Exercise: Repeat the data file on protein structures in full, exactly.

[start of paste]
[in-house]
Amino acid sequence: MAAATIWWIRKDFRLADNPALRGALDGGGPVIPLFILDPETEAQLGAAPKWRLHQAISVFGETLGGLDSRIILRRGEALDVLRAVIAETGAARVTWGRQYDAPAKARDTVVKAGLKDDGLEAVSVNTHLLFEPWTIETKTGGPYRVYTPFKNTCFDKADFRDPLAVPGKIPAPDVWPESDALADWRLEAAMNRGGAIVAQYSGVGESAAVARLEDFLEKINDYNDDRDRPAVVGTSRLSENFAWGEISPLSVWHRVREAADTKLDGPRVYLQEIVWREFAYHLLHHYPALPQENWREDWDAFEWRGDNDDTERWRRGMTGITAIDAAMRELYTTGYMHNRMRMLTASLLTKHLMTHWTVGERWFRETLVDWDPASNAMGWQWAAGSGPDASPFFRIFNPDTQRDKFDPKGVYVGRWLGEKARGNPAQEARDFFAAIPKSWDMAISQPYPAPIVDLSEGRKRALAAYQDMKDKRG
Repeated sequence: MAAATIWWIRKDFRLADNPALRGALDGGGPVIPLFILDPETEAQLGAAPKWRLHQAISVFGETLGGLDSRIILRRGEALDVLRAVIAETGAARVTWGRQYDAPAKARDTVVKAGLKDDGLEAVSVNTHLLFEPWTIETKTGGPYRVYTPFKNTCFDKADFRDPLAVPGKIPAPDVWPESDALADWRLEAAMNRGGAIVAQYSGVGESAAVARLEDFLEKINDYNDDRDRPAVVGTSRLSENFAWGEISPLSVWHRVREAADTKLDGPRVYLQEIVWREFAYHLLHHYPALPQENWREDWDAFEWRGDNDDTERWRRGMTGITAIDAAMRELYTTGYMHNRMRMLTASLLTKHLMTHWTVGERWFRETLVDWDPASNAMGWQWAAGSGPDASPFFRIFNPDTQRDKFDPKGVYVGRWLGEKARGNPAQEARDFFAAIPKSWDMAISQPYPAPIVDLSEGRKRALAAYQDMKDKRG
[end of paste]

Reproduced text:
[in-house]
Amino acid sequence: MAAATIWWIRKDFRLADNPALRGALDGGGPVIPLFILDPETEAQLGAAPKWRLHQAISVFGETLGGLDSRIILRRGEALDVLRAVIAETGAARVTWGRQYDAPAKARDTVVKAGLKDDGLEAVSVNTHLLFEPWTIETKTGGPYRVYTPFKNTCFDKADFRDPLAVPGKIPAPDVWPESDALADWRLEAAMNRGGAIVAQYSGVGESAAVARLEDFLEKINDYNDDRDRPAVVGTSRLSENFAWGEISPLSVWHRVREAADTKLDGPRVYLQEIVWREFAYHLLHHYPALPQENWREDWDAFEWRGDNDDTERWRRGMTGITAIDAAMRELYTTGYMHNRMRMLTASLLTKHLMTHWTVGERWFRETLVDWDPASNAMGWQWAAGSGPDASPFFRIFNPDTQRDKFDPKGVYVGRWLGEKARGNPAQEARDFFAAIPKSWDMAISQPYPAPIVDLSEGRKRALAAYQDMKDKRG
Repeated sequence: MAAATIWWIRKDFRLADNPALRGALDGGGPVIPLFILDPETEAQLGAAPKWRLHQAISVFGETLGGLDSRIILRRGEALDVLRAVIAETGAARVTWGRQYDAPAKARDTVVKAGLKDDGLEAVSVNTHLLFEPWTIETKTGGPYRVYTPFKNTCFDKADFRDPLAVPGKIPAPDVWPESDALADWRLEAAMNRGGAIVAQYSGVGESAAVARLEDFLEKINDYNDDRDRPAVVGTSRLSENFAWGEISPLSVWHRVREAADTKLDGPRVYLQEIVWREFAYHLLHHYPALPQENWREDWDAFEWRGDNDDTERWRRGMTGITAIDAAMRELYTTGYMHNRMRMLTASLLTKHLMTHWTVGERWFRETLVDWDPASNAMGWQWAAGSGPDASPFFRIFNPDTQRDKFDPKGVYVGRWLGEKARGNPAQEARDFFAAIPKSWDMAISQPYPAPIVDLSEGRKRALAAYQDMKDKRG